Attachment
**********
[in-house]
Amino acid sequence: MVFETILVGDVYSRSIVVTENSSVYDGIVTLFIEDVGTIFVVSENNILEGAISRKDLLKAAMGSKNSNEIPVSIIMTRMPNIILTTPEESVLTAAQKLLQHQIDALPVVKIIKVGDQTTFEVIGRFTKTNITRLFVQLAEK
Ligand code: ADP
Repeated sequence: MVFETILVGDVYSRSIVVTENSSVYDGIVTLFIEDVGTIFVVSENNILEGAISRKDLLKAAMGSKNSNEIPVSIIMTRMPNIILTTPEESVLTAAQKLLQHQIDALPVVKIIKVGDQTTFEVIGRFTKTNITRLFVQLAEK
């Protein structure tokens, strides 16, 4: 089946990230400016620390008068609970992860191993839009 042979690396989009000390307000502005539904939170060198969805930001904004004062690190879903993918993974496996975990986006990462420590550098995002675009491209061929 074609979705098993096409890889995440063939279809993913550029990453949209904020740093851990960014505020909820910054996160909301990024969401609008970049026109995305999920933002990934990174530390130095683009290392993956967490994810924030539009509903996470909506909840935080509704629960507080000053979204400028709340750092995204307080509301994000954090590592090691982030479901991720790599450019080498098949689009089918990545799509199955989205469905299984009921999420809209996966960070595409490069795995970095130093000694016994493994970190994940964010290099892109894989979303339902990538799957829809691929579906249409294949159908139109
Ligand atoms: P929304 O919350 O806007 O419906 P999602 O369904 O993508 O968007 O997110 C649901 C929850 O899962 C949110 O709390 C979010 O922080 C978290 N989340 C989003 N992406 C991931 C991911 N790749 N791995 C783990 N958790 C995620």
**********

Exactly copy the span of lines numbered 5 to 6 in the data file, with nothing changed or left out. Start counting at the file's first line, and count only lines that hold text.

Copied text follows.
């Protein structure tokens, strides 16, 4: 089946990230400016620390008068609970992860191993839009 042979690396989009000390307000502005539904939170060198969805930001904004004062690190879903993918993974496996975990986006990462420590550098995002675009491209061929 074609979705098993096409890889995440063939279809993913550029990453949209904020740093851990960014505020909820910054996160909301990024969401609008970049026109995305999920933002990934990174530390130095683009290392993956967490994810924030539009509903996470909506909840935080509704629960507080000053979204400028709340750092995204307080509301994000954090590592090691982030479901991720790599450019080498098949689009089918990545799509199955989205469905299984009921999420809209996966960070595409490069795995970095130093000694016994493994970190994940964010290099892109894989979303339902990538799957829809691929579906249409294949159908139109
Ligand atoms: P929304 O919350 O806007 O419906 P999602 O369904 O993508 O968007 O997110 C649901 C929850 O899962 C949110 O709390 C979010 O922080 C978290 N989340 C989003 N992406 C991931 C991911 N790749 N791995 C783990 N958790 C995620």